Friday, 7 September 2012

Heraldry 101, part 1 - introduction

My army painting is about to shift a bit from the ancient to the mediaeval, as I start work on a bunch of caballeros for an El Cid army this weekend (which, rejoice those who are wondering where it's got to, does mean I'll have some horses to paint for the last part of A Horse Of A Different Colour!).

What I will be needing to paint is shields. Lots of 'em. Now, admittedly, the rules of heraldry really start to take hold in the 14th century, not the 11th, but they're based on evolving practice over the preceding centuries. You can break them with some degree of impunity for an 11th century army, but by the time you get to the Hundred Years War or the War of the Roses, you'd better know what you're dealing with.

My love of heraldry started with my grandfather, Arthur Whitaker, a schoolteacher and Methodist local preacher, who was a fascinating man, with scrupulously neat handwriting and a love of puzzles, cricket, and all manner of things that... I think the best way of describing it is that he had a neat, orderly mind, and loved those things that appealed to it. My copy of the seminal "Boutell's Heraldry" was left to me by him in his will, and still has, neatly tucked inside the back cover, several templates for shields made out of card and marked in his distinctive hand.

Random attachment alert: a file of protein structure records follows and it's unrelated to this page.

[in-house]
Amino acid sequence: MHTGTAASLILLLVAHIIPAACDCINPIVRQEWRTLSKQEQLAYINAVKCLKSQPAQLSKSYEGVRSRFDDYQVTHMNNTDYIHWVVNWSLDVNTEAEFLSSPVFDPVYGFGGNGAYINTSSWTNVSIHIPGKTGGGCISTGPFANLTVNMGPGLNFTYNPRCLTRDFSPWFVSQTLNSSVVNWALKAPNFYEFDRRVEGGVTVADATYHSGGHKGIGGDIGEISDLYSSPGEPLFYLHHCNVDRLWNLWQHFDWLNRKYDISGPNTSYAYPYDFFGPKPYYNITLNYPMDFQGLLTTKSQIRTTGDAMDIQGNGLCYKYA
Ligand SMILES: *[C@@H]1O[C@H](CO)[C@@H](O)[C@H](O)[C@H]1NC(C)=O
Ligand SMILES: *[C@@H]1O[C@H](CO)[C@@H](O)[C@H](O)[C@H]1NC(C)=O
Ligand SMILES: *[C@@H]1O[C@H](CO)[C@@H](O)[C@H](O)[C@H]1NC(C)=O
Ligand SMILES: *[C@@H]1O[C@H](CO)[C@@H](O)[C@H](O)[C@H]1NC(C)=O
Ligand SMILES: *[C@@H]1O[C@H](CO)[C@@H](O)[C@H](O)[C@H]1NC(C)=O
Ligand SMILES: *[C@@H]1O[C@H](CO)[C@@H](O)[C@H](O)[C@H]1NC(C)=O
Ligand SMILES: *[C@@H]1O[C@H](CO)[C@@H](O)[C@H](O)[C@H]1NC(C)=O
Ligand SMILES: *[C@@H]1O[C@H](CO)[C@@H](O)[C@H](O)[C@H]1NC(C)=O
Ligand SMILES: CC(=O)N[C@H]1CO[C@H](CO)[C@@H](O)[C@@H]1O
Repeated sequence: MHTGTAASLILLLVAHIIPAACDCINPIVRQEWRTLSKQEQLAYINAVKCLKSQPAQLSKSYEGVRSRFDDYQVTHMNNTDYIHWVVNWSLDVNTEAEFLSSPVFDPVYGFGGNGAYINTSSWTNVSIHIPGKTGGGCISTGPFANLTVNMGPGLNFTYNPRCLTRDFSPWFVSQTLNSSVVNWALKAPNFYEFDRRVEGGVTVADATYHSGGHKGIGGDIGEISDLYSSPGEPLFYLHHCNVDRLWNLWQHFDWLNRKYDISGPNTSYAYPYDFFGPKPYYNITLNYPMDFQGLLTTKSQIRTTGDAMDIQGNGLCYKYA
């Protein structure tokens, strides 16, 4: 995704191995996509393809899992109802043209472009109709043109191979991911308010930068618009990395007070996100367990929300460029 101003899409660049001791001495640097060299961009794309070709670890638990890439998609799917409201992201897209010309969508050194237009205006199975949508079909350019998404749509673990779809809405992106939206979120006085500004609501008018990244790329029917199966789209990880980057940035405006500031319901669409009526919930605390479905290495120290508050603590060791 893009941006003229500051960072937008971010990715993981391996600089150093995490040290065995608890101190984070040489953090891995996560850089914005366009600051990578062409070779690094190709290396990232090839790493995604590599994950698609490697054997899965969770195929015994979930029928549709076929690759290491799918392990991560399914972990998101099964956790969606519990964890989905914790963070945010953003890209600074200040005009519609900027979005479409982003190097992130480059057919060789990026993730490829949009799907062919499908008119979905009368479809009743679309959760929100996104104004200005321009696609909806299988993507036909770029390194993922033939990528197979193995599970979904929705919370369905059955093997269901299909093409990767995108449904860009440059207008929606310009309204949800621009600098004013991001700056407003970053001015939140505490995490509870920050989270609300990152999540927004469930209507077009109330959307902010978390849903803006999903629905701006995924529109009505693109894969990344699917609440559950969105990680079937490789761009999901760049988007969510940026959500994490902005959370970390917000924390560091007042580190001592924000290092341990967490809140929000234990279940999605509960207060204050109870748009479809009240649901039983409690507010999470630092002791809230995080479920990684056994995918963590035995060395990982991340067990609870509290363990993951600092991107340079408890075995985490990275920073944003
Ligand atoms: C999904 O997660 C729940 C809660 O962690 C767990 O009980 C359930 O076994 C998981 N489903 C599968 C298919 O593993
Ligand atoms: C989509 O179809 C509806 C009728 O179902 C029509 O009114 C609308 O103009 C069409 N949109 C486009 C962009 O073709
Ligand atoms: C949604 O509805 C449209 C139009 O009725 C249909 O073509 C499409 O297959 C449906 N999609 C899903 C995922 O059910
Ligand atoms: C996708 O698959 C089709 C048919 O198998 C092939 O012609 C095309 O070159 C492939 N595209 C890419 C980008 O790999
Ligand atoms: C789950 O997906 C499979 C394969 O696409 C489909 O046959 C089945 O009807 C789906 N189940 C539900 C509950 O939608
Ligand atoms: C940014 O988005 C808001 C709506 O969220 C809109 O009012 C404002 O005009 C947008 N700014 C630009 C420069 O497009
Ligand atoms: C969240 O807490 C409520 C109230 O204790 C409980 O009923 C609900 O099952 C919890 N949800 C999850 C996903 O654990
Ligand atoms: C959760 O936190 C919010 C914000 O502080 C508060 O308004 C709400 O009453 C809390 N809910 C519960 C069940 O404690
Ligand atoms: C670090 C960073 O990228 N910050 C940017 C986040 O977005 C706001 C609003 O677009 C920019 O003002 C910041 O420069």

Much like the horses series, my aim is going to be to give you an understanding of the why and the what, rather than just going 'look, shiny examples of coats of arms'. I'm a firm believer in the concept that understanding how and why a thing is what it is, is much better than just slavishly copying the 'what'.

More soon!

3 comments:

  1. Sounds like a fascinating project, looking forward to seeing some of the results.

    Regards,
    Matt

    ReplyDelete
  2. Looking forward to this series of posts. Strangely enough, I'm getting into heraldry a bit at the moment - I think lurking at the back of my mind is a subconscious desire to do a medieval army (other than the Swiss I've already started on).

    ReplyDelete
  3. It;s a fascinating field, all right, with a language all its own. Looking forward to more...

    ReplyDelete

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